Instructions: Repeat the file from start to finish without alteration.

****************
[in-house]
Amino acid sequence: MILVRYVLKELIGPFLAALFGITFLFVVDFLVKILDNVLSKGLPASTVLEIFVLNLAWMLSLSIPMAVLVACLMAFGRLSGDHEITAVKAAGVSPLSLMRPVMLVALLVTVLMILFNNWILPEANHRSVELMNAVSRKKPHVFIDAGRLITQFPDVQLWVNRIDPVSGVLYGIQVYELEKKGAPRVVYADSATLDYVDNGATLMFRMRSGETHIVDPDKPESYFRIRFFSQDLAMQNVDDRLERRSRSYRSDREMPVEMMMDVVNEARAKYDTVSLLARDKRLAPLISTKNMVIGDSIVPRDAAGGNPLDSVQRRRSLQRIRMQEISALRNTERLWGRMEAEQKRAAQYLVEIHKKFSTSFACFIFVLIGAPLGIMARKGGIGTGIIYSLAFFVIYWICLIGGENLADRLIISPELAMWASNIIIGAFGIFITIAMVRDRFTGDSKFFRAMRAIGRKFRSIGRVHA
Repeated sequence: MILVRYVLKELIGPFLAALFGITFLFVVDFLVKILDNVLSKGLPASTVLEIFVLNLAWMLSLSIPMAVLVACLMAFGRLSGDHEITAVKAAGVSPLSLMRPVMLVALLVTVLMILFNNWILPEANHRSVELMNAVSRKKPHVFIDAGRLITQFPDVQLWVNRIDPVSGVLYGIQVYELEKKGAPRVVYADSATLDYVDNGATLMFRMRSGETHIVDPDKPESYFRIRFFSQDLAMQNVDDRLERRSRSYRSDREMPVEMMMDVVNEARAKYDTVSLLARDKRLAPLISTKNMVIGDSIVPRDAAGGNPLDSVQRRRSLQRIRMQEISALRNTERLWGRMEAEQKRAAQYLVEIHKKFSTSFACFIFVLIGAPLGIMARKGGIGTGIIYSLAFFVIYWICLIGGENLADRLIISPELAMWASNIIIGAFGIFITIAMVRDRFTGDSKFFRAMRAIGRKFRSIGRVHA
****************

[in-house]
Amino acid sequence: MILVRYVLKELIGPFLAALFGITFLFVVDFLVKILDNVLSKGLPASTVLEIFVLNLAWMLSLSIPMAVLVACLMAFGRLSGDHEITAVKAAGVSPLSLMRPVMLVALLVTVLMILFNNWILPEANHRSVELMNAVSRKKPHVFIDAGRLITQFPDVQLWVNRIDPVSGVLYGIQVYELEKKGAPRVVYADSATLDYVDNGATLMFRMRSGETHIVDPDKPESYFRIRFFSQDLAMQNVDDRLERRSRSYRSDREMPVEMMMDVVNEARAKYDTVSLLARDKRLAPLISTKNMVIGDSIVPRDAAGGNPLDSVQRRRSLQRIRMQEISALRNTERLWGRMEAEQKRAAQYLVEIHKKFSTSFACFIFVLIGAPLGIMARKGGIGTGIIYSLAFFVIYWICLIGGENLADRLIISPELAMWASNIIIGAFGIFITIAMVRDRFTGDSKFFRAMRAIGRKFRSIGRVHA
Repeated sequence: MILVRYVLKELIGPFLAALFGITFLFVVDFLVKILDNVLSKGLPASTVLEIFVLNLAWMLSLSIPMAVLVACLMAFGRLSGDHEITAVKAAGVSPLSLMRPVMLVALLVTVLMILFNNWILPEANHRSVELMNAVSRKKPHVFIDAGRLITQFPDVQLWVNRIDPVSGVLYGIQVYELEKKGAPRVVYADSATLDYVDNGATLMFRMRSGETHIVDPDKPESYFRIRFFSQDLAMQNVDDRLERRSRSYRSDREMPVEMMMDVVNEARAKYDTVSLLARDKRLAPLISTKNMVIGDSIVPRDAAGGNPLDSVQRRRSLQRIRMQEISALRNTERLWGRMEAEQKRAAQYLVEIHKKFSTSFACFIFVLIGAPLGIMARKGGIGTGIIYSLAFFVIYWICLIGGENLADRLIISPELAMWASNIIIGAFGIFITIAMVRDRFTGDSKFFRAMRAIGRKFRSIGRVHA